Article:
Lockheed to Sell Special-Ops C-130s to Civilians

Lockheed to Sell Special-Ops C-130s to Civilians

Lockheed Martin is planning to offer a civilian version of the C-130J Super Hercules, an aircraft designed for Special Operations Command.

The LM-100J will be marketed as a civil, multi-purpose air freighter capable of rapid and efficient transport of cargo worldwide, Lockheed officials said in a Feb. 3 press release.

Lockheed produced a commercial variant of the first-generation C-130, the L-100, but only 100 were built between 1964 and 1992.


“The LM-100J is a natural expansion of the Super Hercules family. It is a modern answer to the existing, multi-tasked L-100 airlift fleet which, true to Hercules form, is a workhorse that has been a critical cargo asset for 40 years,” George Shultz, vice president and general manager, C-130 Programs, said in the release. “Our customers and legacy L-100 operators tell us that the best replacement for an L-100 is an advanced version of the same aircraft. The LM-100J is that aircraft.”

Lockheed officials submitted a Program Notification Letter to the Federal Aviation Administration on Jan. 21 for a type design update of the civil-certified variant of the proven C-130J, which will be marketed as the LM-100J.

It’s based on the operational C-130J, so it can operate from short, unprepared airfields without ground support equipment, Lockheed officials maintain. It requires minimal material handling equipment and enables rapid onload and offload at truck-bed height. Growth provisions built into the LM-100J will enable it to support a variety of future missions including aerial spray, aerial firefighting and delivery, medevac/air ambulance, humanitarian aid and VIP transport, according to the release.

The LM-100J incorporates technological developments and improvements over the existing L-100s at a competitive price that results from years of C-130J operational experience, including more than 1 million fleet-wide flight hours, Lockheed officials maintain.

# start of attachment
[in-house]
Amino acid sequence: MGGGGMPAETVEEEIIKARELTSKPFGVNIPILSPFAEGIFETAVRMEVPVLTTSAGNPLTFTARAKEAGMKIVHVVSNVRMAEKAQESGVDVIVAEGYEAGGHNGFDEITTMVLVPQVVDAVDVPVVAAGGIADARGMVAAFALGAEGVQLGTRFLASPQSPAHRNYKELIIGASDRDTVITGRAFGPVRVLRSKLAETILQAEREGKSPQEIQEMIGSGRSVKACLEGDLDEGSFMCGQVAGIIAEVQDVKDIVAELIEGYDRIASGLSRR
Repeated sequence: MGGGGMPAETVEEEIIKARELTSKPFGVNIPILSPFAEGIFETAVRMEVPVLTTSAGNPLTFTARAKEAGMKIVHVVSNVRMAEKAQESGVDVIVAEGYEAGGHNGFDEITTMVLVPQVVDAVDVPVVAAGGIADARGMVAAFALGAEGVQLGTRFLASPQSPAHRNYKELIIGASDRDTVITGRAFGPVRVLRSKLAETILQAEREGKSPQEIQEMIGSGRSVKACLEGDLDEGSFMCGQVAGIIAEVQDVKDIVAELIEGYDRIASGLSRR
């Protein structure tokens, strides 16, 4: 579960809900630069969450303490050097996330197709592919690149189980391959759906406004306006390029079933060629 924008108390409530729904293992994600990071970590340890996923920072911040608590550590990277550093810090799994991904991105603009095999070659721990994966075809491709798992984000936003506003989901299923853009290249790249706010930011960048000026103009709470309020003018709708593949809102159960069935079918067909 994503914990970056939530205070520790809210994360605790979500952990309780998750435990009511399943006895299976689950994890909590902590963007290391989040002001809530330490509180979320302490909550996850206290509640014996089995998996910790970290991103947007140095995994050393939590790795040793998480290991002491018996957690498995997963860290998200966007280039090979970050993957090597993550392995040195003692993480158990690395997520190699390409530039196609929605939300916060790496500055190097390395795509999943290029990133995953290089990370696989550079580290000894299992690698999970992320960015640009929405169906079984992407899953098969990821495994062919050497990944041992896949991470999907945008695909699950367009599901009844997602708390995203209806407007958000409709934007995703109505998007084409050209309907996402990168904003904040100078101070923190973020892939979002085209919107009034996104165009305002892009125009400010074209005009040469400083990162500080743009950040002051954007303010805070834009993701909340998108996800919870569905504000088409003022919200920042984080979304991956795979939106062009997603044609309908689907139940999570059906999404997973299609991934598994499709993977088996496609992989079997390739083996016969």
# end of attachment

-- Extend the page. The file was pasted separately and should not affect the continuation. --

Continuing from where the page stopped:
“With the LM-100J, we are leveraging the proven technology and capabilities of the C-130J Super Hercules to offer a modern, flexible commercial aircraft that is ready to deliver freight and support critical civilian missions — anywhere, anytime,” said Jack Crisler, vice president for business development for Air Mobility, Special Operations and Maritime Programs at Lockheed.

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Don’t see a lot of interested buyers coming out for this one. Versus the numerous aircraft from airliners that went bust?

Wonder if a C-130 could be outfitted for ASW duty…

Usually, commercial guys like oil crews want the old stuff because they don’t want to pay new prices. So, the let-me-do-your-marketing Pentagon should just sell its used C-130’s and buy new replacements.

Didn’t the government give our excess C-130 to the Coast Guard or the Forest Service?

Drake1, I think you may be talking about the c-27’s that were repurposed to the coast guard and forest service after the air force decided they didn’t want the aircraft anymore

He’s thinking of the fire tanker scandal of the ‘80s in which C-130A’s were exchanged for aircraft in very very terrible condition.

The LM-100J is a derivative of a C-130J-30 Super Hercules, which to my knowledge is not used in any US Special Operations squadrons.
Oddly, no other article reporting LockMart’s filing for civilian certification of the LM-100J suggests this airframe is derived from a special operations application aircraft.

OK, stupid question here.…Are these NEW C-130’s, or are these being rescued from the bone yard.…????.…